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The anatomy of a population-scale social network

November 3 , 17:00 18:00 UTC+2

Lecture by Eszter Bokányi for the Network Seminar series of the Learning Planet Institute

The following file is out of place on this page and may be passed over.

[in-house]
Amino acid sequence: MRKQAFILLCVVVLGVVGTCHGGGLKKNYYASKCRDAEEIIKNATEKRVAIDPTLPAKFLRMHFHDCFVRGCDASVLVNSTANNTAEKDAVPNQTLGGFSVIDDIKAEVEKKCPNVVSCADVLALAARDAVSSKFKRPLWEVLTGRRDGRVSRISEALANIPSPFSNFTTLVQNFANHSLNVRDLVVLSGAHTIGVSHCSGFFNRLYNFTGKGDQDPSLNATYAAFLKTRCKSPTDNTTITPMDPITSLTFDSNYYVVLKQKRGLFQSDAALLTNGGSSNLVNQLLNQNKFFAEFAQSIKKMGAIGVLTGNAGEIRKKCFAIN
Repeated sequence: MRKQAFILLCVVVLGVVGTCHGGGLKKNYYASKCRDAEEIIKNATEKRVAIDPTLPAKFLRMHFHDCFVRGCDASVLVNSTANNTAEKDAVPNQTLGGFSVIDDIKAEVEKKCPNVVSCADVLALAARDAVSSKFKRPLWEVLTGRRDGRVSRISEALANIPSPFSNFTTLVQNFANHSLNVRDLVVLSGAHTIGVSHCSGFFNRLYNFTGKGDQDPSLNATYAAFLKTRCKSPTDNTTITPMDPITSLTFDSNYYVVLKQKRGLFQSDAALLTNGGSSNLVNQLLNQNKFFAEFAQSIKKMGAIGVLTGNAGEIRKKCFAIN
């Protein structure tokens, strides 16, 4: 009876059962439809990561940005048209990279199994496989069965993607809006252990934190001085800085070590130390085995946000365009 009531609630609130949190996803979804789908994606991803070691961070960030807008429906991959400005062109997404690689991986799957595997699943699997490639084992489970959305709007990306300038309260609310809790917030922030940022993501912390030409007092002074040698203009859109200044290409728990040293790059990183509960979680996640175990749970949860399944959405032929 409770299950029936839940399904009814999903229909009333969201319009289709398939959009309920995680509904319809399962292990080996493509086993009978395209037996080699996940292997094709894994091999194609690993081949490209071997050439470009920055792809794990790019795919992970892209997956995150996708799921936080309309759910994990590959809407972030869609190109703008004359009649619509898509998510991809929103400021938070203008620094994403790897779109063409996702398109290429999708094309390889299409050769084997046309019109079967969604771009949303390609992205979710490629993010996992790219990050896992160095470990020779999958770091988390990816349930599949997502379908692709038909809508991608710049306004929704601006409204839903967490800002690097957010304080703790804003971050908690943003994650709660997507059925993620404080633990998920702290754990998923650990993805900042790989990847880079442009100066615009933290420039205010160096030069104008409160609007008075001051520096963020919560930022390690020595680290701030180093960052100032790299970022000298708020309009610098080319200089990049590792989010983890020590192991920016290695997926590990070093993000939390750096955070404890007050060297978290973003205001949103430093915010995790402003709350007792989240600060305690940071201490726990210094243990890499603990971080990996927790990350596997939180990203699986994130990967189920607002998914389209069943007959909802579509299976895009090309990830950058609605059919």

Common large-scale approaches to inferring social structure make use of digital traces such as online social networks or mobile communication data. However, these networks are often agnostic of node and edge representativity and type. This talk investigates the structure of a social network sourced from administrative registers for an entire population based on family, household, work, school, and next-door neighbor relations, alongside rich demographic node attributes. We revisit three of the most common concepts in social network analysis: degree, closure and distance. We find that observed degrees are the result of a combination of degree distributions in various layers, disqualifying common explanatory mechanisms such as preferential attachment. Low node-to-node distances are realized through particular edge types that shortcut paths in already clustered areas. Measuring closure across layers shows how we can realistically capture the extent to which people have closed or open network opportunity structures. Finally, we highlight how people’s network structure varies greatly along demographic axes such as age, income and level of education. This shows that understanding of both the type of edge and the part of the population that is considered is of great importance. Therefore, leveraging register data to capture the social structure of a complete population is one of the most fruitful ways forward to obtain actionable insights and ultimately evidence-based policies.